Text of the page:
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Jan. 9, 2019Cosmetics news

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Often banned by the consumerist press, they are considered dangerous ingredients although essential to the preservation of cosmetics. During a workshop organised for journalists on 11 December 2018, led by Françoise Audebert, Regulatory and Scientific Advisor and Anne Dux, Director of Regulatory and Scientific Affairs, FEBEA decided to take up the challenge in order to restore the truth about these often criticised ingredients.

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As its name suggests, a preservative is used to preserve the product and prevents microbial contamination. Thanks to it, the consumer is guaranteed to use his care without risk to his health and for a relatively long time.

Preservatives in cosmetics: why?

Like humans, bacteria need water to grow.
In a cosmetic, bacterial proliferation is possible from 20% water in the formula.
“The preservation of a cosmetic product will therefore depend on its formula and water concentration,” explained Anne Dux.

Just like antibiotics, preservatives are not always automatic! Some products do not require their use:
• Products formulated without water such as powders, lipsticks or oily serums • Cosmetics containing ingredients that make microbial proliferation impossible, such as alcohol
• Care in the form of aerosols that contain a propellant gas (e.g. butane or propane)

To do without preservatives, it is also possible to formulate sterile cosmetics, using the UHT process. The only downside is that not all substances can tolerate this treatment.

Choosing the right preservative

In Europe, the ingredients used for preservation must be listed in Annex V of the Cosmetics Regulation. This positive list, established on the basis of the safety of substances evaluated by a committee of European experts (the SCCS), contains 59 entries.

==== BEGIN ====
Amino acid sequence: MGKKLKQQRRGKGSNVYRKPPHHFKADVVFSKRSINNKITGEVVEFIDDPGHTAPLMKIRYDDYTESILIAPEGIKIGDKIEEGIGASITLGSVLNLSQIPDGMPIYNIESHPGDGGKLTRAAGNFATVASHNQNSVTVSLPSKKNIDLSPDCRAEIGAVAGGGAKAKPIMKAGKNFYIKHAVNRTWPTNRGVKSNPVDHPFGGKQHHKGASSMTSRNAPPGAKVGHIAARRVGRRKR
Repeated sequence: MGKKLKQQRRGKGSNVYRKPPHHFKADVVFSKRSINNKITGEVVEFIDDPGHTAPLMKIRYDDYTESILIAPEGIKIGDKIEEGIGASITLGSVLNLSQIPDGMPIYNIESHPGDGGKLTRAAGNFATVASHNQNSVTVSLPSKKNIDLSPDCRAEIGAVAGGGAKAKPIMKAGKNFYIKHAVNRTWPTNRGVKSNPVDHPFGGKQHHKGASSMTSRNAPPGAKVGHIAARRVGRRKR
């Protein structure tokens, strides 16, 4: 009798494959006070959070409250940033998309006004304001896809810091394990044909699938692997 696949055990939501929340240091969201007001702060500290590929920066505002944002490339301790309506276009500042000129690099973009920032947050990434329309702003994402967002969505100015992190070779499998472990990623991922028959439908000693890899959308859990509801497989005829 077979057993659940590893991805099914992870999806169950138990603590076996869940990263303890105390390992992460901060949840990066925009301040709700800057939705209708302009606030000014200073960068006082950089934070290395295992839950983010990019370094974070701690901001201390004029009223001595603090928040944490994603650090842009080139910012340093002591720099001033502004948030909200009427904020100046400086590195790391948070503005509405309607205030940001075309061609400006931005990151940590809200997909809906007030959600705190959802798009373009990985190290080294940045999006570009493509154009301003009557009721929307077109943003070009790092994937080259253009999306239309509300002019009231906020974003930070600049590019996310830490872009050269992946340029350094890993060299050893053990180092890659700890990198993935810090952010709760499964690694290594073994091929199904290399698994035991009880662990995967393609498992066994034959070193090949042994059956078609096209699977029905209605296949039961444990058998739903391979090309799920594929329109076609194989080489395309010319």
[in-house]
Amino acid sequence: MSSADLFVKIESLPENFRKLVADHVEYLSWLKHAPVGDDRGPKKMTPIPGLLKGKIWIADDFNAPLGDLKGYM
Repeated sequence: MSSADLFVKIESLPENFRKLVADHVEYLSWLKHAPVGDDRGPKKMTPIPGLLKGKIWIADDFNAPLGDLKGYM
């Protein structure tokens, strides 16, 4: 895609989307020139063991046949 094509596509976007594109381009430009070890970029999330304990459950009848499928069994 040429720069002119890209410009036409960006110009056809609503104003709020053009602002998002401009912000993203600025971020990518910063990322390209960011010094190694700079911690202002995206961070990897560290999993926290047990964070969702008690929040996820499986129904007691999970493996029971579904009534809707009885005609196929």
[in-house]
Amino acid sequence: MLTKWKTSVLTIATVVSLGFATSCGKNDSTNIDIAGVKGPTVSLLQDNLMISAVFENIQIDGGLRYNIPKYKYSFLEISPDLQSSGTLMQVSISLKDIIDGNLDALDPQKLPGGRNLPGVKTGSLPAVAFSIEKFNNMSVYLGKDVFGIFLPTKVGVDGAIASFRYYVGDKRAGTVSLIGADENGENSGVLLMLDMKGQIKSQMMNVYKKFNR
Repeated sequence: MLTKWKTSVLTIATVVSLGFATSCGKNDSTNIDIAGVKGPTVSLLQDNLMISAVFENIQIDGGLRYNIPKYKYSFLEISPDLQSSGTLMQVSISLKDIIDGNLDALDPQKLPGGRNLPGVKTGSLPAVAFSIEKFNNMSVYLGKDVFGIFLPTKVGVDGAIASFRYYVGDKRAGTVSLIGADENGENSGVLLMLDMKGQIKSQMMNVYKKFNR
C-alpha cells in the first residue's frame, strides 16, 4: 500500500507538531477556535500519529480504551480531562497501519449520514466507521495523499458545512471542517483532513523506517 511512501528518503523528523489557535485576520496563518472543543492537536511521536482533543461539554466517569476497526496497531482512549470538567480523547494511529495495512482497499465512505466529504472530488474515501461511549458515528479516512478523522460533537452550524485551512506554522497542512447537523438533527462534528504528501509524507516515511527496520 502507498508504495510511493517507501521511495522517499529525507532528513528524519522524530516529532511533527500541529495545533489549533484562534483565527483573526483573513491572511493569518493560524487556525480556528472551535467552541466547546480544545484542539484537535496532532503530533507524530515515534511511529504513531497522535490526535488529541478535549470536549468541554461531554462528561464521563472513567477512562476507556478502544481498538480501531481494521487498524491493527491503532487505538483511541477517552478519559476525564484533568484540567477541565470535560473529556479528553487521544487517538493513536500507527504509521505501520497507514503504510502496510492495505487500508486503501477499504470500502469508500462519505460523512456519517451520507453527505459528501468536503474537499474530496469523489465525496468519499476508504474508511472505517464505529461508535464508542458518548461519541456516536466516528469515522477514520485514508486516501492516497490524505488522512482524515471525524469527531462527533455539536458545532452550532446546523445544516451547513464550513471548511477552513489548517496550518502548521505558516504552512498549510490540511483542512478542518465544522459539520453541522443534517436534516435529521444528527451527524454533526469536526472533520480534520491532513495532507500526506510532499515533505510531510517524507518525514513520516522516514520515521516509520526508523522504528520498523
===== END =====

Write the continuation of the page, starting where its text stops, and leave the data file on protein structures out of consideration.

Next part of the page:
In practice, only about twenty are used.

“Industrialists cannot choose just any preservative. Indeed, it must correspond to the germ that may develop in the product and this depends on the formula, pH or application area. For example, PHMB (Polyaminopropyl biguanide) is a preservative that does not sting the eyes, which is why it is used when formulating a product for this area,” said Anne Dux.

What about safety?

Preservatives are substances that kill germs, bacteria and fungi, so they are killers and therefore also potentially toxic.

“Their safety is systematically assessed. To qualify the hazard of a substance, it is necessary to have experimental data on pH, local toxicity, irritant potential, systemic hazards, etc… and then to assess consumer exposure. The authorized doses set correspond to a concentration 100 times lower than the dose that does not cause a toxic effect (NOAEL),” explained Françoise Audebert.

Why are they being questioned?

The questions we mostly ask about the preservatives are about their allergenic and irritating potential. And it should be noted that the more a person is exposed to an allergenic substance, the more likely they are to trigger an allergy.

“This is exactly what happened with methylisothiazolinone (MI). This case deserves all the lessons we can learn from it,” Anne Dux insisted. “*MI is a preservative used since the 1960s, first in combination with methylchloroisothiazolinone (MCI), particularly in rinse-off products, shower gels or shampoos. But these two preservatives caused allergies. The authorities have therefore asked manufacturers to limit their use. This is why beauty professionals have turned more to parabens, which also have a wide spectrum of activity against microorganisms. But after the 2005 media crisis, parabens were abandoned, and the MI was again widely used.“*